Discovering new viral lineages and estimating their abundance in wastewater
MetadataShow full item record
Wastewater surveillance of SARS-CoV-2 has emerged as a critical tool for tracking the spread of COVID-19. In addition to estimating the relative case numbers using qPCR, SARS-CoV-2 genomic RNA can be extracted from wastewater and sequenced. The sequenced genomes provide information about which lineages, in particular which variants of concern (VOCs) are present in a community. Wastewater RNA sequencing data has two distinct challenges: First, the genomes are highly fragmented and the alignments often have poor genome coverage. Second, the samples are comprised of a mixture of genomes so mutations cannot be directly attributed to a single lineage. In this thesis, I explore methods to overcome these two challenges to extract useful information from the samples. First, I look at the problem of determining the relative abundance of VOCs. Most existing techniques only consider mutations which are unique to a particular VOC which massively reduces the amount of usable data. I introduce a new technique which extends mean and median frequencies over shared mutations in order to make use of the huge pool of shared mutations. Next, I investigate strategies for designing single-amplicon sequencing methods. I look at selecting single amplicons which are well-conserved and rich in information. I also design a single amplicon which is capable of amplifying multiple coronaviruses. I conclude the SARS-CoV-2 work by providing a technique which can identify novel lineages and sublineages from wastewater sequencing runs. Finally, I show that the techniques for analyzing SARS-CoV-2 in wastewater can also be applied to an important plant pathogen, the Tomato Brown Rugose Fruit Virus.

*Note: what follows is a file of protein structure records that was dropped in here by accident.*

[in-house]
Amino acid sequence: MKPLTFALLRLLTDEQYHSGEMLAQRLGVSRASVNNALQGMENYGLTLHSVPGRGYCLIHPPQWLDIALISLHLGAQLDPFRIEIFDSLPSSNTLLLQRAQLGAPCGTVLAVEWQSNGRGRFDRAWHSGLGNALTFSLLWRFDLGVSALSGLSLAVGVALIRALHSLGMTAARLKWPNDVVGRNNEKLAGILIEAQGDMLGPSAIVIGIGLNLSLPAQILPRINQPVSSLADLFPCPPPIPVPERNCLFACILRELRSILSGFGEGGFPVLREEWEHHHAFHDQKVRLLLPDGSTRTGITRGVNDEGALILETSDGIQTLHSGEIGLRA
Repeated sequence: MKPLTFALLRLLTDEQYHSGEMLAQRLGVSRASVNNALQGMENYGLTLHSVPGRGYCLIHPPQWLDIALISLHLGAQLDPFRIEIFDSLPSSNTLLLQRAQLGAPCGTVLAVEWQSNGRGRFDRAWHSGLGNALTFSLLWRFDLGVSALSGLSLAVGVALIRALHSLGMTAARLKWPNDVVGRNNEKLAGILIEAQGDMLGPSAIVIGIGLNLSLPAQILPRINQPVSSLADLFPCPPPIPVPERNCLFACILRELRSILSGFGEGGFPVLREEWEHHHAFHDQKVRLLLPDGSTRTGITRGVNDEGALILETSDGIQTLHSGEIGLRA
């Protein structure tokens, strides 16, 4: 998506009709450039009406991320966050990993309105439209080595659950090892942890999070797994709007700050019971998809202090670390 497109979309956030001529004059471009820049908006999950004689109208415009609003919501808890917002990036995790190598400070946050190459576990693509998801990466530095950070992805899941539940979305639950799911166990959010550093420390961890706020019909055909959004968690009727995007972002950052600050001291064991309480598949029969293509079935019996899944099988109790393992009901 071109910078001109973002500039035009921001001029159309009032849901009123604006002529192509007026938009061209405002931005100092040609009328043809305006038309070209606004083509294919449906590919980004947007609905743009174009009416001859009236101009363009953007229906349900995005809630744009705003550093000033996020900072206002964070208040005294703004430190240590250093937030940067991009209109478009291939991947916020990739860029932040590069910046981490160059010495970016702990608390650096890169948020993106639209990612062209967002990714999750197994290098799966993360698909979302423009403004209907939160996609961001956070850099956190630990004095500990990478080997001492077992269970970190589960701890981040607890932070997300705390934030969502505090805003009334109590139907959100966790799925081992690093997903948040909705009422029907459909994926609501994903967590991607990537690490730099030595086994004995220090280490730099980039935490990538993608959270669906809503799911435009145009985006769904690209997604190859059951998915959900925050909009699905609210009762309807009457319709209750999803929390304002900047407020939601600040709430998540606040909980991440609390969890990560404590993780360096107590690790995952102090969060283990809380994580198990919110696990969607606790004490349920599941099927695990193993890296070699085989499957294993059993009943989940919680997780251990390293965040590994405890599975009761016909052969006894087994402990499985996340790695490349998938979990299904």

Cite this version of the work
Isaac Ellmen (2022). Discovering new viral lineages and estimating their abundance in wastewater. UWSpace. http://hdl.handle.net/10012/18818